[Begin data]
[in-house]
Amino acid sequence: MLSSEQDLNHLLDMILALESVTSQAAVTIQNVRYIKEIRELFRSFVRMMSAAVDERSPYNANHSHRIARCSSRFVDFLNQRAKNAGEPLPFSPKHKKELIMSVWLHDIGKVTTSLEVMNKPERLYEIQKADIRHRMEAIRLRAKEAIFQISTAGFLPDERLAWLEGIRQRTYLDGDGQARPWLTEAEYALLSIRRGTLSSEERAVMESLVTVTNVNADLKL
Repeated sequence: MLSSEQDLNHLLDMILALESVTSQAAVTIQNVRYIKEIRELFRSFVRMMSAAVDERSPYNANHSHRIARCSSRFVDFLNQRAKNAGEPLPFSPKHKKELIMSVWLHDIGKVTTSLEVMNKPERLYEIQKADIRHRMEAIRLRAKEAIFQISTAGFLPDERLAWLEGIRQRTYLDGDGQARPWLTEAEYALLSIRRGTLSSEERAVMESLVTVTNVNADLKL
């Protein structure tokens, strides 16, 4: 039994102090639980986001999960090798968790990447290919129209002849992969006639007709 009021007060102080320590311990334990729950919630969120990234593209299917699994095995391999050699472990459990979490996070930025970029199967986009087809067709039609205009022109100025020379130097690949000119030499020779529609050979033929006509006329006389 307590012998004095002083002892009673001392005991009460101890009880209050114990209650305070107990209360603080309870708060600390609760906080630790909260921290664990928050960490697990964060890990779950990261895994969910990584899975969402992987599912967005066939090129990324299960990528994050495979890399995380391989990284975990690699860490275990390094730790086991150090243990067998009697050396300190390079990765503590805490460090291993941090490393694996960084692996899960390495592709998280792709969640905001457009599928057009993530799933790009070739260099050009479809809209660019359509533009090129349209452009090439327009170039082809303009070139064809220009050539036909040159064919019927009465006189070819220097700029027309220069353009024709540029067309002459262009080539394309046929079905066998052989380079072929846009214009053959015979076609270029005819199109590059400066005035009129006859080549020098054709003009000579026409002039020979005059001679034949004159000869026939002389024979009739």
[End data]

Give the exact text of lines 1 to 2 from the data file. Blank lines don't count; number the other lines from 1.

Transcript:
[in-house]
Amino acid sequence: MLSSEQDLNHLLDMILALESVTSQAAVTIQNVRYIKEIRELFRSFVRMMSAAVDERSPYNANHSHRIARCSSRFVDFLNQRAKNAGEPLPFSPKHKKELIMSVWLHDIGKVTTSLEVMNKPERLYEIQKADIRHRMEAIRLRAKEAIFQISTAGFLPDERLAWLEGIRQRTYLDGDGQARPWLTEAEYALLSIRRGTLSSEERAVMESLVTVTNVNADLKL